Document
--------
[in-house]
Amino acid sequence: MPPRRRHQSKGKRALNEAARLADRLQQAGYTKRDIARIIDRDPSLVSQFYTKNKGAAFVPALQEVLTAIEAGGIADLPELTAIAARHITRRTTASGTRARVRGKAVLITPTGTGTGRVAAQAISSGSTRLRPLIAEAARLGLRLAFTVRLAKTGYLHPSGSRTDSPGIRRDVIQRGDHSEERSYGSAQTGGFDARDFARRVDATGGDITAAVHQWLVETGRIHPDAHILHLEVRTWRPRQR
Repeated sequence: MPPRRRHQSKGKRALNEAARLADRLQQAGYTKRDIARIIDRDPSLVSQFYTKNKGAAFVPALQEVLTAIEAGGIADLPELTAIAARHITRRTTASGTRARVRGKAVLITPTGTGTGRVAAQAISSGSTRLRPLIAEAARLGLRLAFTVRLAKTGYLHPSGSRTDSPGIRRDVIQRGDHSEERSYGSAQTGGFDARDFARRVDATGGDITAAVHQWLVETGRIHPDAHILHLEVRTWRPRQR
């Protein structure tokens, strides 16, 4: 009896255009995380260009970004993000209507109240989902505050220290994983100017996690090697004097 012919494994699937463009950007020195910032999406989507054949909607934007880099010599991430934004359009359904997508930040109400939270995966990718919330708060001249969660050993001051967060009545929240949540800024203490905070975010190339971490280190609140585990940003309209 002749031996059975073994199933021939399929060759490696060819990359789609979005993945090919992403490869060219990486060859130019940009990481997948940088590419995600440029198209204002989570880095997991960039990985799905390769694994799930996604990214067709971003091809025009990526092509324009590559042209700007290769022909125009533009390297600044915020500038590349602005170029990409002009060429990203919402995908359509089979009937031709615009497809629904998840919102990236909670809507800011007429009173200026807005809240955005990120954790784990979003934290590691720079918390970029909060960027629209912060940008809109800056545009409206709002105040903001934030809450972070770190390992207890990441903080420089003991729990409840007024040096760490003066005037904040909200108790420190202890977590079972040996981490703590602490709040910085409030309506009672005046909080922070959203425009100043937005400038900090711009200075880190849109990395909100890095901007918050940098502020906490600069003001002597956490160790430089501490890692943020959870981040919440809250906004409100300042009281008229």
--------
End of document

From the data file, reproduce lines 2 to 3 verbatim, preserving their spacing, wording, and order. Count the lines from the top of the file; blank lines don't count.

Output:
Amino acid sequence: MPPRRRHQSKGKRALNEAARLADRLQQAGYTKRDIARIIDRDPSLVSQFYTKNKGAAFVPALQEVLTAIEAGGIADLPELTAIAARHITRRTTASGTRARVRGKAVLITPTGTGTGRVAAQAISSGSTRLRPLIAEAARLGLRLAFTVRLAKTGYLHPSGSRTDSPGIRRDVIQRGDHSEERSYGSAQTGGFDARDFARRVDATGGDITAAVHQWLVETGRIHPDAHILHLEVRTWRPRQR
Repeated sequence: MPPRRRHQSKGKRALNEAARLADRLQQAGYTKRDIARIIDRDPSLVSQFYTKNKGAAFVPALQEVLTAIEAGGIADLPELTAIAARHITRRTTASGTRARVRGKAVLITPTGTGTGRVAAQAISSGSTRLRPLIAEAARLGLRLAFTVRLAKTGYLHPSGSRTDSPGIRRDVIQRGDHSEERSYGSAQTGGFDARDFARRVDATGGDITAAVHQWLVETGRIHPDAHILHLEVRTWRPRQR